Paul C.

On Tue, Oct 29, 2019 at 11:15 AM Arentas <[hidden email]> wrote:
Also using same dB on two different OS will have media path problem. 
I wish that in future it will be some kind of easy to use mechanism implemented in to the Gramps to make possible for at least two users work on same DB from different locations. As current method is just very old school. Even if  importing backup data on the same DB causing lot of pain with duplicated data. Not sure if it's any other soft behave in same way.? 


On Tue, 29 Oct 2019, 15:09 Dave Gilmore, <[hidden email]> wrote:

Bryan,

How do you merge the changes he has made with the changes you have made since you sent him the backup?

Dave

On 10/29/2019 6:02 AM, Bryan S wrote:
Dave,

I have been using the same method for a good while already as I try to encourage other members of my family to somehow contribute to
the main GRAMPS database which is on my computer in my office at my house. I also use it if I do some research at some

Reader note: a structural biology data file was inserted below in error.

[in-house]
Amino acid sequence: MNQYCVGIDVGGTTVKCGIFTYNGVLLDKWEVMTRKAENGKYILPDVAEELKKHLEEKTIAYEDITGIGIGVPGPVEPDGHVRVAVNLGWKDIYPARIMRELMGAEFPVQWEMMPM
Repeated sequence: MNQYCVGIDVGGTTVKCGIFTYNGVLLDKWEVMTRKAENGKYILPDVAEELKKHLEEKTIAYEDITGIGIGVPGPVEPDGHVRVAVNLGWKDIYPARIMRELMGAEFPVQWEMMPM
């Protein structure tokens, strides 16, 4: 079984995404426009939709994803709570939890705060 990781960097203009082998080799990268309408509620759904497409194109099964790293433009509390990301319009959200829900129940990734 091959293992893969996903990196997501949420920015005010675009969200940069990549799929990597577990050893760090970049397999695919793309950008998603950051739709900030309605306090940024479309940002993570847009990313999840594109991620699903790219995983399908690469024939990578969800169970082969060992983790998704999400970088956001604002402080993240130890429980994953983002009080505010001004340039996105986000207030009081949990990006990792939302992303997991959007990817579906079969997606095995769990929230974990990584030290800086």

source/repository with my laptop. This is similar to 'version control' in software development. I have small set of rules
which has prevented any big mixups such as;
- when I send a backup copy of a database to someone I always use some unique name so that when it is returned with their updates, I don't write over my good db.
ex. when send a copy of the Shnarflberg to my cousin Eldon, I rename the backup on my machine EldShnarf21419 which is sent on 2 Feb 2019

Thus, if my cousin has problems, I can quickly create a new database on my computer by restoring that backup into the new temporary db in GRAMPS.
Generally, I avoid using the Shnarflberg db on my computer until my cousin has finished his work and returned a copy to me.
The big advantage to this method is that a new user/researcher has access to all the Shnarflberg data and generally is much more
willing to help your research because he/she won't need to start with a empty database.